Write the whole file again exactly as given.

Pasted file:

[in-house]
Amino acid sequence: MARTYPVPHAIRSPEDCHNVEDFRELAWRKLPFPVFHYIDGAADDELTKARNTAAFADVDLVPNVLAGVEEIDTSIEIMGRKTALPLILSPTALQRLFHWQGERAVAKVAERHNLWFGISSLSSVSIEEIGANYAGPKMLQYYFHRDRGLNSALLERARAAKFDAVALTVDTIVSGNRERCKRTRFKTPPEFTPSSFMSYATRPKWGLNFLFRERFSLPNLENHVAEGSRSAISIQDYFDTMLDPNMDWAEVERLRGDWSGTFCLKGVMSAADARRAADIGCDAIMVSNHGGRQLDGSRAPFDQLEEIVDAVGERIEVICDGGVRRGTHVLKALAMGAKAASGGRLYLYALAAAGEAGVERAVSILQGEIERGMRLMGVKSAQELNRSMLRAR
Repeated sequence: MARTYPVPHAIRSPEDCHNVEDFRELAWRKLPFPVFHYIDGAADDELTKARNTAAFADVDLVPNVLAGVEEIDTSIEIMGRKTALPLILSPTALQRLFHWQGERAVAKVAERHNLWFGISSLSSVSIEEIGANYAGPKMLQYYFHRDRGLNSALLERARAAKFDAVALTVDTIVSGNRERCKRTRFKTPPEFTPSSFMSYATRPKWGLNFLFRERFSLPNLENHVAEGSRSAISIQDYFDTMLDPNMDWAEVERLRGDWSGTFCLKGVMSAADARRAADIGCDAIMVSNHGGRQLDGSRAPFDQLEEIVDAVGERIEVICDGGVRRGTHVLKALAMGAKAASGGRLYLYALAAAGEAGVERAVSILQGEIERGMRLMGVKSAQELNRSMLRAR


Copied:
[in-house]
Amino acid sequence: MARTYPVPHAIRSPEDCHNVEDFRELAWRKLPFPVFHYIDGAADDELTKARNTAAFADVDLVPNVLAGVEEIDTSIEIMGRKTALPLILSPTALQRLFHWQGERAVAKVAERHNLWFGISSLSSVSIEEIGANYAGPKMLQYYFHRDRGLNSALLERARAAKFDAVALTVDTIVSGNRERCKRTRFKTPPEFTPSSFMSYATRPKWGLNFLFRERFSLPNLENHVAEGSRSAISIQDYFDTMLDPNMDWAEVERLRGDWSGTFCLKGVMSAADARRAADIGCDAIMVSNHGGRQLDGSRAPFDQLEEIVDAVGERIEVICDGGVRRGTHVLKALAMGAKAASGGRLYLYALAAAGEAGVERAVSILQGEIERGMRLMGVKSAQELNRSMLRAR
Repeated sequence: MARTYPVPHAIRSPEDCHNVEDFRELAWRKLPFPVFHYIDGAADDELTKARNTAAFADVDLVPNVLAGVEEIDTSIEIMGRKTALPLILSPTALQRLFHWQGERAVAKVAERHNLWFGISSLSSVSIEEIGANYAGPKMLQYYFHRDRGLNSALLERARAAKFDAVALTVDTIVSGNRERCKRTRFKTPPEFTPSSFMSYATRPKWGLNFLFRERFSLPNLENHVAEGSRSAISIQDYFDTMLDPNMDWAEVERLRGDWSGTFCLKGVMSAADARRAADIGCDAIMVSNHGGRQLDGSRAPFDQLEEIVDAVGERIEVICDGGVRRGTHVLKALAMGAKAASGGRLYLYALAAAGEAGVERAVSILQGEIERGMRLMGVKSAQELNRSMLRAR